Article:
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accordance action altered answer Antony appear battle bear better blood body Brutus called Casca Cassius cause character Cicero common Compare conspirators dead death doth editors effect enemies Enter expresses eyes fact fear fire Folio follow friends give given gods hand hath head hear heart Henry honour intended Julius Cæsar kill King live look lord Lucius March Mark matter means meet Messala mind nature never night noble Octavius Othello pare passage person play Plutarch present reason reference regarded remarks rest Roman Rome scene Senate sense Shake Shakespeare speak speech spirit stand strange suggested supposed sword tell thee things third thou thought took true unto verb wrong
Seite 109 - If you have tears, prepare to shed them now. You all do know this mantle ; I remember The first time ever Caesar put it on ; 'Twas on a summer's evening, in his tent, That day he overcame the Nervii : — Look ! in this place ran Cassius...
Seite 19 - Why should that name be sounded more than yours ? Write them together, yours is as fair a name; Sound them, it doth become the mouth as well; Weigh them, it is as heavy; conjure with 'em, "Brutus" will start a spirit as soon as "Caesar." Now, in the names of all the gods at once, Upon what meat doth this our Caesar feed, That he is grown so great ? Age, thou art sham'd!
Seite 49 - Between the acting of a dreadful thing And the first motion, all the interim is Like a phantasma, or a hideous dream: The genius, and the mortal instruments, Are then in council; and the state of man, Like to a little kingdom, suffers then The nature of an insurrection.
Seite 103 - Here comes his body, mourned by Mark Antony: who, though he had no hand in his death , shall receive the benefit of his dying, a place in the commonwealth ; As which of you shall not ? With this I depart ; That, as I slew my bes't lover" for the good of Rome, I have the same dagger for myself, when it shall please my country to need my death.
Seite 129 - For I can raise no money by vile means: By heaven, I had rather coin my heart, And drop my blood for drachmas, than to wring From the hard hands of peasants their vile trash By any indirection: I did send To you for gold to pay my legions, Which you denied me: was that done like Cassius?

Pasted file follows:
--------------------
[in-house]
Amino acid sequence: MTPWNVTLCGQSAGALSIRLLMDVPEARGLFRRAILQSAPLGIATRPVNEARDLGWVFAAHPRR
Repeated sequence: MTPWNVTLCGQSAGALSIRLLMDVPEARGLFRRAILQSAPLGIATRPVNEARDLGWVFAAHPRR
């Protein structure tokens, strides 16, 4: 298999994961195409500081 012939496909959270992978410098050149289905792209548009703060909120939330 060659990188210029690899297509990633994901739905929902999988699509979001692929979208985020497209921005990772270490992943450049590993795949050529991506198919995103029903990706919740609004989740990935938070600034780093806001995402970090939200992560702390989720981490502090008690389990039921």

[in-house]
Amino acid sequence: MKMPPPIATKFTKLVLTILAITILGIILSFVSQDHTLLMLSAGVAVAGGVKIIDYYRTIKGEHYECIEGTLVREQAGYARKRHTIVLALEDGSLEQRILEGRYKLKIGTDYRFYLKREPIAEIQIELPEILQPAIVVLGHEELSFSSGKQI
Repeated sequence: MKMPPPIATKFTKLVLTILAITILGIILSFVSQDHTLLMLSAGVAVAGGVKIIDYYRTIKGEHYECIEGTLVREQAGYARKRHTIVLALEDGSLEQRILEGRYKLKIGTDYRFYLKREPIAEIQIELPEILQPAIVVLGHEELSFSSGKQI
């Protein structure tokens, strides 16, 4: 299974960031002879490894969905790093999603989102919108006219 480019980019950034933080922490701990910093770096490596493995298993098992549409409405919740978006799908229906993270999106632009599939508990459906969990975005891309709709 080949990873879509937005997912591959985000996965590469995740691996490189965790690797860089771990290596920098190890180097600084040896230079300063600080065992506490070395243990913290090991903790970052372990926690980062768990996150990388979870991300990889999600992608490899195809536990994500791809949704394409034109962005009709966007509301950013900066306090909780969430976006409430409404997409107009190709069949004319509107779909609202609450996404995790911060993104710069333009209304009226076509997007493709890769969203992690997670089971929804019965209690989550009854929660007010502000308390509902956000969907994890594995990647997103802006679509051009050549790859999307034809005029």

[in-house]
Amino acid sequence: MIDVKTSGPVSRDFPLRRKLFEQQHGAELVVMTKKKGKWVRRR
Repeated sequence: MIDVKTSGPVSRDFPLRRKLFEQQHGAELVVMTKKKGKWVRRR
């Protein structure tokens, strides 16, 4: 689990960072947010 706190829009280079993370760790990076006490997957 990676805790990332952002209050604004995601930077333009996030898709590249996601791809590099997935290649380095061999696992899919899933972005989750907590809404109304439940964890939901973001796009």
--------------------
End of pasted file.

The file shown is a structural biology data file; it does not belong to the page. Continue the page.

Seite 168 - This was the noblest Roman of them all : All the conspirators, save only he, Did that they did in envy of great Caesar; He only, in a general honest thought, And common good to all, made one of them. His life was gentle; and the elements So mix'd in him that Nature might stand up And say to all the world, This was a man!
Seite 102 - Brutus' love to Caesar was no less than his. If then that friend demand why Brutus rose against Caesar, this is my answer : — Not that I loved Caesar less, but that I loved Rome more.
Seite 112 - I tell you that which you yourselves do know; Show you sweet Caesar's wounds, poor poor dumb mouths, And bid them speak for me: but were I Brutus, And Brutus Antony, there were an Antony Would ruffle up your spirits and put a tongue In every wound of Caesar that should move The stones of Rome to rise and mutiny.
Seite 106 - And, sure, he is an honourable man. I speak not to disprove what Brutus spoke, But here I am to speak what I do know. You all did love him once, not without cause ; What cause withholds you then to mourn for him ? 0 judgment, thou art fled to brutish beasts, And men have lost their reason...
Seite 108 - tis his will : Let but the commons hear this testament, (Which, pardon me, I do not mean to read) And they would go and kiss dead Caesar's wounds, And dip their napkins in his sacred blood ; Yea, beg a hair of him for memory, And, dying, mention it within their wills, Bequeathing it, as a rich legacy, Unto their issue.